Prasong Luemuang, Mulyana, Danh Vo, etc. presenting at various locations
By Ho See Wah
RIFTS: Thai contemporary artistic practices in transition, 1980s – 2000s
Bangkok Art and Culture Centre presents a retrospective of contemporary Thai art in the late 20th century, a time where the art scene changed significantly as artists challenged conventional ways of seeing and creating. Power structures in the industry were challenged, networks were formed across borders, and alternative spaces in Thailand gained prominence. Though this exhibition is organised chronologically, it does not historicise this epoch but presents new ways of understanding the decisive era via the parallels and divergences that the selected works generate.
Bangkok Art and Culture Centre, 30 August to 24 November.
Mulyana: A Man, A Monster and The Sea
As the Orange County Museum of Art awaits the opening of its new building in 2021, OCMAExpand – Santa Ana becomes the museum’s temporary abode. The third cycle of OCMAExpand features ‘Mulyana: A Man, A Monster and The Sea’, the artist’s first showcase in the United States. Mulyana presents three large-scale installations that immerse us in a fantastical underwater world. At the same time, the show is a call to action to care more for our fragile marine ecology.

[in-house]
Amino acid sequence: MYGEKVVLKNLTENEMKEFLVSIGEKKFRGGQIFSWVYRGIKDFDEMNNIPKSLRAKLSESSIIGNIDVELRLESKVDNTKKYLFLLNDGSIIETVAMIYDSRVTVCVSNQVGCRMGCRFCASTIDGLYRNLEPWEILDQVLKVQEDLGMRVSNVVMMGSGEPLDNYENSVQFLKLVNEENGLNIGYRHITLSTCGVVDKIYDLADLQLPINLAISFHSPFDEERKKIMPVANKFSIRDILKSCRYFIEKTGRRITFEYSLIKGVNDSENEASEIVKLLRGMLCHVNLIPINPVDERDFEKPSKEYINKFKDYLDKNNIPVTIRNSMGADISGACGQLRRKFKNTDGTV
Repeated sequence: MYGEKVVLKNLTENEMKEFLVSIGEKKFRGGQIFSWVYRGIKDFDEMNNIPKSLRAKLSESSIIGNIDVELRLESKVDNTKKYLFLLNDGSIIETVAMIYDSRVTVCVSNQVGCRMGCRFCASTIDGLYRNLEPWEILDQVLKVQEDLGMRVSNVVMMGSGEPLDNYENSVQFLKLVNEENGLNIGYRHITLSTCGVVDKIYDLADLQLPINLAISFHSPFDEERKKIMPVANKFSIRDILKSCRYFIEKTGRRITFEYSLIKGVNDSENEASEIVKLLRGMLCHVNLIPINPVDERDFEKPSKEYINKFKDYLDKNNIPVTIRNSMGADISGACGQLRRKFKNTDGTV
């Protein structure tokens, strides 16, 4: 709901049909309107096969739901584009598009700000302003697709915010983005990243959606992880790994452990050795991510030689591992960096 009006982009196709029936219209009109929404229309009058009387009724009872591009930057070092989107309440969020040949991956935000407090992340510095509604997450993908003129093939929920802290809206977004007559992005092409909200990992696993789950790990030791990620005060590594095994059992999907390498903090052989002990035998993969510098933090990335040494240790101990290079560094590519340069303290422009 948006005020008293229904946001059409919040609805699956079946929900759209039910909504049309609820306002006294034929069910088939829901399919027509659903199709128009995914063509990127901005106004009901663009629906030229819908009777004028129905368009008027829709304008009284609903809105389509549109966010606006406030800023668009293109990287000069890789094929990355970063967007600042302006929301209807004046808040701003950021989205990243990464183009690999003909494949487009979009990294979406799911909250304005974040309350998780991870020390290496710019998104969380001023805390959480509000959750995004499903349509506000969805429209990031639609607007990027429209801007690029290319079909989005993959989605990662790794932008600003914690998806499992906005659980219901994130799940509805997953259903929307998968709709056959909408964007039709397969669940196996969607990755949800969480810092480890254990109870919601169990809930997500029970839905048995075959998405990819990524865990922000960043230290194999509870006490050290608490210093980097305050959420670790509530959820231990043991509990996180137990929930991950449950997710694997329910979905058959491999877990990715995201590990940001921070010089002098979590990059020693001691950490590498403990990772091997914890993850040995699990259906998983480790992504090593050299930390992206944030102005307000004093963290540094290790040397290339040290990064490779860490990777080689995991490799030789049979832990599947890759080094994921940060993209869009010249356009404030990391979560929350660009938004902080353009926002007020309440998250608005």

OCMAExpand – Santa Ana, 21 September to 15 March 2020.
Siblings Olan and Manok Ventura explore how digital media has transformed the way we view an image. The brothers appropriate and revise seminal works from the Renaissance and Baroque eras, where art was heralded as breaking new grounds in the western art historical canon. In their respective artistic languages, the Venturas delineate modern technology’s influence on the speed and quantity we consume content daily, and its accompanying effects.
West Gallery, 26 September to 26 October.
Danh Vo: untitled
‘Danh Vo: untitled’ demonstrates the artist’s conceptual and experimental approach towards making art. Working in a transdisciplinary fashion, he engages with collaborators such as his lover, friends, gallery technicians, and even a group of children that visited his farm in Berlin. Almost like a scientist, the artist amalgamates different components to discover what the permutations can achieve. These experiments are his vessel for discovering how else contemporary life can be like, when unshackled from structural and social norms.
South London Gallery, 19 September to 24 November.
It’s strange I feel like I’ve seen this one before
This solo show by Lai Yu Tong explores visual culture through photographs found in newspapers. In a reflexive manner, Lai collects and reimagines the photos to rupture the passive way that we consume images on a daily basis. Especially in a world where visual stimuli are ever constant and taken for granted, ‘It’s strange I feel like I’ve seen this one before’ comes as a welcomed inquiry into the current state of affairs.
DECK, 24 September to 13 October.